The Washington Post, iconic US newspaper that once brought down a president, announced on Monday it will have a new owner shortly, Amazon founder and CEO Jeff Bezos.
Bezos, whose net worth of $25.2 billion makes him the 19th wealthiest man in the world, is paying $250 million for the
Post in a deal likely to be wrapped up in the next 60 days.
The paper won’t, however, be owned by Amazon, the $119-billion retail behemoth Bezos founded and leads, but by a company dealing with his personal wealth.
The Post, which once had an exclusive arrangement with Hindustan Times, is the first major traditional economy news company bought out by a new economy firm.
Though an institution in DC and the country, The Post has struggled in recent years business-wise, posting declining revenues for the seventh consecutive year in 2013.
That was the trigger for deciding to sell the newspaper (with its many ancillaries), CEO Don Graham, whose family has owned The Post for 80 years, said in an interview to his paper.
It was not an easy decision though, he said in the same interview: “Every member of my family started out with the same emotion -- shock -- in even thinking about” it.
Accompanied by his niece and paper’s publisher Katherine Weymouth, Graham announced the sale to a packed newsroom of unsuspecting employees in the afternoon.
“I have a most surprising announcement,” Graham began. And it was indeed a surprise. He had kept the entire process so secret editor Martin Baron came to know of it only last week.
The announcement was greeted with shock and dismay specially here in the Capital, home to the paper, which made “gate” the essential suffix for scandals all over the world.
“Gate” comes from Watergate, a DC neighbourhood where the Democratic Party’s head office was broken into on the orders of president Richard Nixon, a Republican seeking a second term.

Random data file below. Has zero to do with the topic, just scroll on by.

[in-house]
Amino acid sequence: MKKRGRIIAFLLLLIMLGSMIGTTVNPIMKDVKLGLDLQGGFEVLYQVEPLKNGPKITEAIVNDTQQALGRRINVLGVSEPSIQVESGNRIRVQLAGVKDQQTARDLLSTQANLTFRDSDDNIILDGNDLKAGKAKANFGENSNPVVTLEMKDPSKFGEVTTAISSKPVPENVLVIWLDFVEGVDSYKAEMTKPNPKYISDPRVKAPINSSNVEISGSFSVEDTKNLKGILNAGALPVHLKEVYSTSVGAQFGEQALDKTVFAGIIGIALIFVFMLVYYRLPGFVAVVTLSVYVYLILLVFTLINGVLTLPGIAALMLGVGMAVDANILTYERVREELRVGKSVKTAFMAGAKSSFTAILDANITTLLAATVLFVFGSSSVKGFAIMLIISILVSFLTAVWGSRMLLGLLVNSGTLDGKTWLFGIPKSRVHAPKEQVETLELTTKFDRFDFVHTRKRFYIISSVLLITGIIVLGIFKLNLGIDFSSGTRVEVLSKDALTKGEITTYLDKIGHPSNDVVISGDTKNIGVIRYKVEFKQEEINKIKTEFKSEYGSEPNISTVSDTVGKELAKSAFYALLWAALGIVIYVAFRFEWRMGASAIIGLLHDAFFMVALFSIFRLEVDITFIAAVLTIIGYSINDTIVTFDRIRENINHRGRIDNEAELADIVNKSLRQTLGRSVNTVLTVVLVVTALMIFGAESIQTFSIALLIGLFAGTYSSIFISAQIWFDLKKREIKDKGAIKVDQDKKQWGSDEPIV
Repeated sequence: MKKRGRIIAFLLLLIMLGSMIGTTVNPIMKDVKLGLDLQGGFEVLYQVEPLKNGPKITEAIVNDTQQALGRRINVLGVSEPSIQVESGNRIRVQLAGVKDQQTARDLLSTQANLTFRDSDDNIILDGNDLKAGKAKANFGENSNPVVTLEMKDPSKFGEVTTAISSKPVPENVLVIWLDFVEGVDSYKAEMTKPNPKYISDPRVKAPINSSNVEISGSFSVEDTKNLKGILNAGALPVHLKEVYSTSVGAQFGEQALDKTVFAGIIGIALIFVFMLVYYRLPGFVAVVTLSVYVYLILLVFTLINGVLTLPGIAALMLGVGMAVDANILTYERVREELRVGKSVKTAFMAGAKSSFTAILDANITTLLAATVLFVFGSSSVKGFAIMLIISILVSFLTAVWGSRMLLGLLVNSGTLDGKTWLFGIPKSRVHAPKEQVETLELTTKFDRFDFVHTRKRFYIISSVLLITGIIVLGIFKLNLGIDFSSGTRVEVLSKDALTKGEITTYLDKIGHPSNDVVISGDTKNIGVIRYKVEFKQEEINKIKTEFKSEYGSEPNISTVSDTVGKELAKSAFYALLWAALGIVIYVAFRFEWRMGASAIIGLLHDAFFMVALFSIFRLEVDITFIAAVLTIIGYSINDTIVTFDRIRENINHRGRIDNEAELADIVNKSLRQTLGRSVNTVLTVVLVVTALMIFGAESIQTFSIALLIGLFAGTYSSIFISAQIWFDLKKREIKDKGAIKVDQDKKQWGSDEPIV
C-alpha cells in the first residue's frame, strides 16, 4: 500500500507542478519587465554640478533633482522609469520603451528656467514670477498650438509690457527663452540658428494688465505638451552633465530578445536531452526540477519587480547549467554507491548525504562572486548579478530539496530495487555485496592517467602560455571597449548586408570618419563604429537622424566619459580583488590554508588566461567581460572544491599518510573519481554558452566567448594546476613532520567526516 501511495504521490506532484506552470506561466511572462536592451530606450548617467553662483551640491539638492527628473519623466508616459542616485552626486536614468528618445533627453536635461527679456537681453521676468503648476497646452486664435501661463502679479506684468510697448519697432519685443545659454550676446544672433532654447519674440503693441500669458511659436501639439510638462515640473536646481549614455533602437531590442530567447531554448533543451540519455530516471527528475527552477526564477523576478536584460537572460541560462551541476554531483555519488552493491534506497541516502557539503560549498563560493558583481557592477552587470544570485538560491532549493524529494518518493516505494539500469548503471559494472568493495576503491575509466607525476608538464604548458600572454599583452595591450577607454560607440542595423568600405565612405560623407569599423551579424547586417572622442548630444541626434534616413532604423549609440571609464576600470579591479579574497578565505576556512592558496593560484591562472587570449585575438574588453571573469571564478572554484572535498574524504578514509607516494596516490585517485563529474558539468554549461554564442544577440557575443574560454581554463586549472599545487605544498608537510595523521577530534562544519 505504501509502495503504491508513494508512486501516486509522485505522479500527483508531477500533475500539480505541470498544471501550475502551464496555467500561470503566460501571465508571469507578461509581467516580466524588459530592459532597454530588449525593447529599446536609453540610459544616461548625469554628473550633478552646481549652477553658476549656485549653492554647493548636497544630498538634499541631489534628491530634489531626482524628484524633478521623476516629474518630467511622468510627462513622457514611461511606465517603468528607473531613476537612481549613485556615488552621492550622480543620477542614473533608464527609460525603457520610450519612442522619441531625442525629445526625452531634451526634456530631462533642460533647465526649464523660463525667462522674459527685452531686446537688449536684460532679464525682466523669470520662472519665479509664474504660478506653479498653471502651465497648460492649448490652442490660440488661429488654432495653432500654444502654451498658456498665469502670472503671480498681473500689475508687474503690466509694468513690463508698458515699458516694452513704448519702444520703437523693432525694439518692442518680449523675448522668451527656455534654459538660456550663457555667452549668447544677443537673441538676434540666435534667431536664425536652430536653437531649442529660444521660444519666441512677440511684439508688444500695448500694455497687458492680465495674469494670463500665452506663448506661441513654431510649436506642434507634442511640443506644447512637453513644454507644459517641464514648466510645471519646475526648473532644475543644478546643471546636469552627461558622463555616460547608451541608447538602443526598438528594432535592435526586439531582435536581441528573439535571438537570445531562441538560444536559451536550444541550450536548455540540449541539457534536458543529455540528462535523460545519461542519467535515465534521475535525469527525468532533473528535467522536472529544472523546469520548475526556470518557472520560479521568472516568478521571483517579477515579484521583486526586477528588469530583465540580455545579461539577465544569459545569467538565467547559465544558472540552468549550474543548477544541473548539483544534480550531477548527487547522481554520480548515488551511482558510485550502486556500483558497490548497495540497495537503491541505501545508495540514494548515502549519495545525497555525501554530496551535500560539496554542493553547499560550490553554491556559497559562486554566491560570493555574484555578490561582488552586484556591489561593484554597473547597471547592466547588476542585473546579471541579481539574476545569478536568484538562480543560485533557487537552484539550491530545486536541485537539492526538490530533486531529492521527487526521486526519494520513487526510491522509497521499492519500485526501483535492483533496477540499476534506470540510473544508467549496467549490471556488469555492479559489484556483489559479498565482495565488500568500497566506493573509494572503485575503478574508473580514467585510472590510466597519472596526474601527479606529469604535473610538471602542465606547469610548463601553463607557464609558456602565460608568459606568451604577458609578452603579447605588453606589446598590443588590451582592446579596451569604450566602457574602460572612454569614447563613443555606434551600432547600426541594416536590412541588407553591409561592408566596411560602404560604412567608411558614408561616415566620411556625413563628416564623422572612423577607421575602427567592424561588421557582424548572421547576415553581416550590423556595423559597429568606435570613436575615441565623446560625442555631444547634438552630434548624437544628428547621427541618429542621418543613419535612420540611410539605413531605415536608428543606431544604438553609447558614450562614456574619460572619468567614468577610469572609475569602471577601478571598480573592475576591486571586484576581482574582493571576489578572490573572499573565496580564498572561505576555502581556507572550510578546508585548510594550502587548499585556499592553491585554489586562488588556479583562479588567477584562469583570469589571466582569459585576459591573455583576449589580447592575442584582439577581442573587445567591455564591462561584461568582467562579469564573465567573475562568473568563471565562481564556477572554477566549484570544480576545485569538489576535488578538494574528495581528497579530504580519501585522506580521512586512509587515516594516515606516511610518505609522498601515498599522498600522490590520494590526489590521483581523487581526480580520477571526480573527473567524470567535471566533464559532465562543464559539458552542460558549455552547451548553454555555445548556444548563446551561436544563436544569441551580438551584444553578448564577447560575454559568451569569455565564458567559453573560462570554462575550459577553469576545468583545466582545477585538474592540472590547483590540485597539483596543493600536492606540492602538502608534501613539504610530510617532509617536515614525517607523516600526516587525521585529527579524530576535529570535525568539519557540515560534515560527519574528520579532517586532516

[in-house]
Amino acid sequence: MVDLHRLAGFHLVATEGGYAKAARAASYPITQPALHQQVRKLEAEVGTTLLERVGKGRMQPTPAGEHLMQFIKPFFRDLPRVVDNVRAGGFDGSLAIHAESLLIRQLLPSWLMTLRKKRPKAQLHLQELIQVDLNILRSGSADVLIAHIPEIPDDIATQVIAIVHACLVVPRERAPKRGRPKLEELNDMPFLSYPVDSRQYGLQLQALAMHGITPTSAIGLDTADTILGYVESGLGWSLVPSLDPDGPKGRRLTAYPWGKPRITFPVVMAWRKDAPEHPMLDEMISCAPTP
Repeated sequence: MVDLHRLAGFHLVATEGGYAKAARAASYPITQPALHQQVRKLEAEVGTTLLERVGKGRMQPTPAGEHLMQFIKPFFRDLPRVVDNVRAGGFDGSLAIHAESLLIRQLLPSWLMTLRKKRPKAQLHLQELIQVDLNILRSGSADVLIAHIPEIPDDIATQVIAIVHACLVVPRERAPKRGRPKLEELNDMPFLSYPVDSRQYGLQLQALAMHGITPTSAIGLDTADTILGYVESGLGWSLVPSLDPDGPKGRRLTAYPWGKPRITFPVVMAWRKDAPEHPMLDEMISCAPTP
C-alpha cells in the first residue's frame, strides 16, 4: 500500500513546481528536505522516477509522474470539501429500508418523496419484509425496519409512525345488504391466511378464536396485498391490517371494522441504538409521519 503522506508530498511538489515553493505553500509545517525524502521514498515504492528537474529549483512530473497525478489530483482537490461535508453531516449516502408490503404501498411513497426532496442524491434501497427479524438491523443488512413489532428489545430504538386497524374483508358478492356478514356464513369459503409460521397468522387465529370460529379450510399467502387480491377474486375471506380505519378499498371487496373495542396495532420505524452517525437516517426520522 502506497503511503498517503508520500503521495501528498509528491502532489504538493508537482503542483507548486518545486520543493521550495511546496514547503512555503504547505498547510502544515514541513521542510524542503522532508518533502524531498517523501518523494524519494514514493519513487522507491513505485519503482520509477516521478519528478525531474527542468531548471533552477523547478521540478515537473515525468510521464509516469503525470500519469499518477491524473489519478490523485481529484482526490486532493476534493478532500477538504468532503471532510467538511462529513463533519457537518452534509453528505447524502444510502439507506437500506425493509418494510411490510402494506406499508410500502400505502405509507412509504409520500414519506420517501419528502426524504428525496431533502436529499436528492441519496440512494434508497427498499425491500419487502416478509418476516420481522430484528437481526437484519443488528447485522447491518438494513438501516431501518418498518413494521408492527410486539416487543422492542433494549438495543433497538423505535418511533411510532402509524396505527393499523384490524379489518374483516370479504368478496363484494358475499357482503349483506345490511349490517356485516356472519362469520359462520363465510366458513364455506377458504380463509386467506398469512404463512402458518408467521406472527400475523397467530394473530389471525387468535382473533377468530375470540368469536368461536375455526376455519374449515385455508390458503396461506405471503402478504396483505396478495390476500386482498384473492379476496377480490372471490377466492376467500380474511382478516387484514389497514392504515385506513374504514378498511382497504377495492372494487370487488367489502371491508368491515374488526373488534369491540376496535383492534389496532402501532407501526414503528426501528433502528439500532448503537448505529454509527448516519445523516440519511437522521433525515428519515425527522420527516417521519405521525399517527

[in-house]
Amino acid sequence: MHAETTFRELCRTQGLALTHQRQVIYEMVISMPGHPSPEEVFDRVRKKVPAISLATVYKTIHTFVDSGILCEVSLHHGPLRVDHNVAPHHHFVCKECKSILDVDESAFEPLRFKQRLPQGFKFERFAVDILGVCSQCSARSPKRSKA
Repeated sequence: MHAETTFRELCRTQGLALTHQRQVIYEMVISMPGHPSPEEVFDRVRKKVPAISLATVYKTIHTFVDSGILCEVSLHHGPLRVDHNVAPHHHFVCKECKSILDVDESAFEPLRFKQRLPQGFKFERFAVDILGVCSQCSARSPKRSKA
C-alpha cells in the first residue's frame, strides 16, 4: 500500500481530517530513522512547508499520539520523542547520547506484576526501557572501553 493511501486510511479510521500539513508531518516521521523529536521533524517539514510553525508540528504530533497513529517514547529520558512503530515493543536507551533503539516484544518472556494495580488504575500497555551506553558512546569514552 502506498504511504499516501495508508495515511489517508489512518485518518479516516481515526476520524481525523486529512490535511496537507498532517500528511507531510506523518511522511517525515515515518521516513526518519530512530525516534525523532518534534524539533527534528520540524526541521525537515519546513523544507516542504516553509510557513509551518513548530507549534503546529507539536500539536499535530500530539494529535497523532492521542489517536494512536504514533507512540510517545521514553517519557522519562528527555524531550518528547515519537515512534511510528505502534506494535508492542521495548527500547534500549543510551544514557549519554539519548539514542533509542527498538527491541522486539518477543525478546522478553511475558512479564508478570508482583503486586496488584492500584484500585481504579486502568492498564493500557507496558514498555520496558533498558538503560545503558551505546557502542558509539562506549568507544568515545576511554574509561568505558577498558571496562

The Post’s expose was turned into a film “All the president’s men” by Robert Redford, making reporters Bob Woodward and Carl Bernstein into household names.
Bezos said in a statement he was aware of The Post’s reputation and will strive to uphold it: “The paper’s duty will remain to its readers and not to the private interests of its owners.”
Though the present management -- publisher Weymouth and editor Baron -- will continue, according to Bezos’s statement changes were not ruled out.
“The paper’s duty will remain to its readers and not to the private interests of its owners,” Bezos said in a statement to Post employees, assuring them of continuity.
But he warned of changes, without cloaking the implications: “The Internet is transforming almost every element of the news business: shortening news cycles, eroding long-reliable revenue sources, and enabling new kinds of competition, some of which bear little or no news-gathering costs.”
But he was not about to get presumptive enough to claim he has solution to problems ailing the newspaper industry. Not yet. “There is no map, and charting a path ahead will not be easy,” he said, adding, “We will need to invent, which means we will need to experiment.”
Sure. The world will be watching.
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